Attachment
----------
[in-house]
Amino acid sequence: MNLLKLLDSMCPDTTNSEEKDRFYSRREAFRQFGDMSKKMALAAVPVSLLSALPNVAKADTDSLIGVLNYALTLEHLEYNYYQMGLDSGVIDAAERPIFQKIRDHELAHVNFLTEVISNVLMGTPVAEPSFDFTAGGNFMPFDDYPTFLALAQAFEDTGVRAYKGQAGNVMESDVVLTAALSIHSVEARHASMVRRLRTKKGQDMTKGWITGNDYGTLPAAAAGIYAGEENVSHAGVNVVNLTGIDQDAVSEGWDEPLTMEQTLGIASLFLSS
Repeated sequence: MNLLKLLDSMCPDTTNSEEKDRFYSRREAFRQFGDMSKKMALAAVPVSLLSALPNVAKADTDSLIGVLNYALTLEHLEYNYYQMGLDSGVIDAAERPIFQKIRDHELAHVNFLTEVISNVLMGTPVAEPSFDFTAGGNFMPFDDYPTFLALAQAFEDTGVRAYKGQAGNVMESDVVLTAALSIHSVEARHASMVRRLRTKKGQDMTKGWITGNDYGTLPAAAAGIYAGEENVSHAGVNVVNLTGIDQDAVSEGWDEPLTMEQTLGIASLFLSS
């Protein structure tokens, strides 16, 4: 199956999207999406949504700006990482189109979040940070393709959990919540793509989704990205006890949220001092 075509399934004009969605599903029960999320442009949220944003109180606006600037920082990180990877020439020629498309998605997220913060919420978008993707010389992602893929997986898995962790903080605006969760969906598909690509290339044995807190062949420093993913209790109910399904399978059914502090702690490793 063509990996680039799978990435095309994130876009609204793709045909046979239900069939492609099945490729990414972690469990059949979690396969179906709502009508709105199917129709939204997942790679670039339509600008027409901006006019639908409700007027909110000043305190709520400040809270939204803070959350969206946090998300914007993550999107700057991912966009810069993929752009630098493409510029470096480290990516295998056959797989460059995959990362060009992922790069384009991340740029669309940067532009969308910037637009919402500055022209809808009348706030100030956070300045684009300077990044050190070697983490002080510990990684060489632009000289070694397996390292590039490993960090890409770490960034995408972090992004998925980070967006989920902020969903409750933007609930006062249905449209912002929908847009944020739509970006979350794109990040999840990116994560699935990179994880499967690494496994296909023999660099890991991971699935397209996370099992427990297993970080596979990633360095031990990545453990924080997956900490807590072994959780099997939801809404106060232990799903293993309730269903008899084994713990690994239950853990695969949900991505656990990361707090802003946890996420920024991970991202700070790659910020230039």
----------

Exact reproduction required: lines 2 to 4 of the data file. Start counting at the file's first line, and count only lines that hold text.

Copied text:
Amino acid sequence: MNLLKLLDSMCPDTTNSEEKDRFYSRREAFRQFGDMSKKMALAAVPVSLLSALPNVAKADTDSLIGVLNYALTLEHLEYNYYQMGLDSGVIDAAERPIFQKIRDHELAHVNFLTEVISNVLMGTPVAEPSFDFTAGGNFMPFDDYPTFLALAQAFEDTGVRAYKGQAGNVMESDVVLTAALSIHSVEARHASMVRRLRTKKGQDMTKGWITGNDYGTLPAAAAGIYAGEENVSHAGVNVVNLTGIDQDAVSEGWDEPLTMEQTLGIASLFLSS
Repeated sequence: MNLLKLLDSMCPDTTNSEEKDRFYSRREAFRQFGDMSKKMALAAVPVSLLSALPNVAKADTDSLIGVLNYALTLEHLEYNYYQMGLDSGVIDAAERPIFQKIRDHELAHVNFLTEVISNVLMGTPVAEPSFDFTAGGNFMPFDDYPTFLALAQAFEDTGVRAYKGQAGNVMESDVVLTAALSIHSVEARHASMVRRLRTKKGQDMTKGWITGNDYGTLPAAAAGIYAGEENVSHAGVNVVNLTGIDQDAVSEGWDEPLTMEQTLGIASLFLSS
């Protein structure tokens, strides 16, 4: 199956999207999406949504700006990482189109979040940070393709959990919540793509989704990205006890949220001092 075509399934004009969605599903029960999320442009949220944003109180606006600037920082990180990877020439020629498309998605997220913060919420978008993707010389992602893929997986898995962790903080605006969760969906598909690509290339044995807190062949420093993913209790109910399904399978059914502090702690490793 063509990996680039799978990435095309994130876009609204793709045909046979239900069939492609099945490729990414972690469990059949979690396969179906709502009508709105199917129709939204997942790679670039339509600008027409901006006019639908409700007027909110000043305190709520400040809270939204803070959350969206946090998300914007993550999107700057991912966009810069993929752009630098493409510029470096480290990516295998056959797989460059995959990362060009992922790069384009991340740029669309940067532009969308910037637009919402500055022209809808009348706030100030956070300045684009300077990044050190070697983490002080510990990684060489632009000289070694397996390292590039490993960090890409770490960034995408972090992004998925980070967006989920902020969903409750933007609930006062249905449209912002929908847009944020739509970006979350794109990040999840990116994560699935990179994880499967690494496994296909023999660099890991991971699935397209996370099992427990297993970080596979990633360095031990990545453990924080997956900490807590072994959780099997939801809404106060232990799903293993309730269903008899084994713990690994239950853990695969949900991505656990990361707090802003946890996420920024991970991202700070790659910020230039």